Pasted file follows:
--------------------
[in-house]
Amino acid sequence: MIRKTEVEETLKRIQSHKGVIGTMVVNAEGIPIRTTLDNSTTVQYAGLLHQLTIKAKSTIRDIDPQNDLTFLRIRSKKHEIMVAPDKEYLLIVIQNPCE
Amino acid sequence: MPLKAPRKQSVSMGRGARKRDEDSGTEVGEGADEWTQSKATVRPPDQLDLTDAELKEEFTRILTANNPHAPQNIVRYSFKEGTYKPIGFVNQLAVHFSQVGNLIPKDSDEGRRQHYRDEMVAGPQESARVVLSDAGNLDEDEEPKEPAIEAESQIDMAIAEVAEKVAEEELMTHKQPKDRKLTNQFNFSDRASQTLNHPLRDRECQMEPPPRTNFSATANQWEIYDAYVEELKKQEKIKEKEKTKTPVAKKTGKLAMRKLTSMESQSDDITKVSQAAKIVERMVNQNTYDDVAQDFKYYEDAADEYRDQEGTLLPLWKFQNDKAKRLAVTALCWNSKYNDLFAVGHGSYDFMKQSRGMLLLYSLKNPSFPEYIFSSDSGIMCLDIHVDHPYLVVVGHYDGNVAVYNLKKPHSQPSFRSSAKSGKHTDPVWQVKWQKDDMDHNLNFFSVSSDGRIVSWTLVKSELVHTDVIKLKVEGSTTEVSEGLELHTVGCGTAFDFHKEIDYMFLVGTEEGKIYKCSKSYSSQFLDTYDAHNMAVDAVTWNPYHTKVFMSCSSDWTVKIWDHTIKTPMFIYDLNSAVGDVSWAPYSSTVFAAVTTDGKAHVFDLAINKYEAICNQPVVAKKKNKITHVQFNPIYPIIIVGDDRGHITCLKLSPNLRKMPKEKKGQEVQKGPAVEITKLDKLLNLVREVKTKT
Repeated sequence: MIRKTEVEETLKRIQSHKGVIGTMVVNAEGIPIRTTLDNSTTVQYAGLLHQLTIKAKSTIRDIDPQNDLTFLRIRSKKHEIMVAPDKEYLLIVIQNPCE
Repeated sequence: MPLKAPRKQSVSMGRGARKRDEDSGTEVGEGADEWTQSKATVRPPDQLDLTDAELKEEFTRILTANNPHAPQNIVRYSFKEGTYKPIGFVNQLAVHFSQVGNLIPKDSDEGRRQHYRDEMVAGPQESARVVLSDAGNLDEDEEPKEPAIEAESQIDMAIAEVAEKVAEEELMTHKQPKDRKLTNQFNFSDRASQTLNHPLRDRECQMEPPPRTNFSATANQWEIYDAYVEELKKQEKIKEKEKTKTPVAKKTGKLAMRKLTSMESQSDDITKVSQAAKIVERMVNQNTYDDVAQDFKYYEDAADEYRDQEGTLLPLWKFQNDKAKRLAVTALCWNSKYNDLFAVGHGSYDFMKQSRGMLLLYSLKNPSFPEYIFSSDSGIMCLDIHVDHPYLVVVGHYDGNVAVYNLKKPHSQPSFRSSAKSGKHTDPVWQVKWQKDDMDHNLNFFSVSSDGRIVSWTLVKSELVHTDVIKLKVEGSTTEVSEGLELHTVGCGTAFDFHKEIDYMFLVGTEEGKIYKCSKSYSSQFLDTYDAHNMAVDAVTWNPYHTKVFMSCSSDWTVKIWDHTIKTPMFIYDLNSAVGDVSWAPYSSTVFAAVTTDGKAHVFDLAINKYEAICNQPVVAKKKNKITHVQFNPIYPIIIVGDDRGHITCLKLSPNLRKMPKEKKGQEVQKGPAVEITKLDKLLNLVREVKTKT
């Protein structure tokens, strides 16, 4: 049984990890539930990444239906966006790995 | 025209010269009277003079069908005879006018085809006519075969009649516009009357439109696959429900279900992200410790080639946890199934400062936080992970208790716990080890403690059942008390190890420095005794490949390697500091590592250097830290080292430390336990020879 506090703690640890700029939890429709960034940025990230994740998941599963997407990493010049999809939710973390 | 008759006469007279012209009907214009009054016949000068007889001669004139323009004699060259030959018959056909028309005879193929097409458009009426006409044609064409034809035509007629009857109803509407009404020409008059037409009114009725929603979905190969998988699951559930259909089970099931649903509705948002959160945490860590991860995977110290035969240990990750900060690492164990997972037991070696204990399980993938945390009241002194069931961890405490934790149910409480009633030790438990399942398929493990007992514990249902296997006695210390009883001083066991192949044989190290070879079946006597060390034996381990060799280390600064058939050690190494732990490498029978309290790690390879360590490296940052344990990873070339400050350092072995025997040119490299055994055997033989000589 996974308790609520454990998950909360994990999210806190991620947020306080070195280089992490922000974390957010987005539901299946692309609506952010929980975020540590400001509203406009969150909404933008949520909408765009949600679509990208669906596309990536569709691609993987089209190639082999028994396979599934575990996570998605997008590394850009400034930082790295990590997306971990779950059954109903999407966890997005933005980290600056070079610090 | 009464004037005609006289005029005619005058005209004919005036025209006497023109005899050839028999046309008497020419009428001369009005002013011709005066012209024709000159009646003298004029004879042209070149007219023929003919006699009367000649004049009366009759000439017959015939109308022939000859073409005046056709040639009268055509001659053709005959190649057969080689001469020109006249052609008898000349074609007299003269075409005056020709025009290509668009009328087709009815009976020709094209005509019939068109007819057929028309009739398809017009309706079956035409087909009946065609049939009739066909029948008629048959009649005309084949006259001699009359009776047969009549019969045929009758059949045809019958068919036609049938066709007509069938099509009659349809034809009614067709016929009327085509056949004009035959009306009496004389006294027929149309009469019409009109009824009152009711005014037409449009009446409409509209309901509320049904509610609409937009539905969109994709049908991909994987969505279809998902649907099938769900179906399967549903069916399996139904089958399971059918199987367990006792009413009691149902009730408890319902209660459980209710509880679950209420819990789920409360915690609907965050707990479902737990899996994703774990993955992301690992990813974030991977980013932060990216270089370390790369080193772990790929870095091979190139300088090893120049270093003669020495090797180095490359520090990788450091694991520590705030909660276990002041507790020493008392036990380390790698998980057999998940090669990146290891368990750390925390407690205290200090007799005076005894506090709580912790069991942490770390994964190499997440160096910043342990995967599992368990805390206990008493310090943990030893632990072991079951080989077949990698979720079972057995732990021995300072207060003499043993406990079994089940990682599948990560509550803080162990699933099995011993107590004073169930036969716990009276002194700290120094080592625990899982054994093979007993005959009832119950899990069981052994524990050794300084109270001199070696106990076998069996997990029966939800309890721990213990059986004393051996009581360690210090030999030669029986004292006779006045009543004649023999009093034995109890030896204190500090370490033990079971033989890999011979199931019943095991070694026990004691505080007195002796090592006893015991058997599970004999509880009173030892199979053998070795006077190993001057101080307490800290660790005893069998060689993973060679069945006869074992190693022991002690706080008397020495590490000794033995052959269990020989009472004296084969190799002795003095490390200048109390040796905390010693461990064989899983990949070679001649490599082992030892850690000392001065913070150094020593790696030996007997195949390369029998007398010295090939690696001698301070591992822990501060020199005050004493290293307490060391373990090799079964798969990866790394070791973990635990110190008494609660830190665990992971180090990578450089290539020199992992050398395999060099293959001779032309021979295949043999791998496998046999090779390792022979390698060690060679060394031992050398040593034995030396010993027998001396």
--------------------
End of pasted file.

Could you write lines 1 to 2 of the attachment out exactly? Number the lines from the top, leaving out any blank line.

[in-house]
Amino acid sequence: MIRKTEVEETLKRIQSHKGVIGTMVVNAEGIPIRTTLDNSTTVQYAGLLHQLTIKAKSTIRDIDPQNDLTFLRIRSKKHEIMVAPDKEYLLIVIQNPCE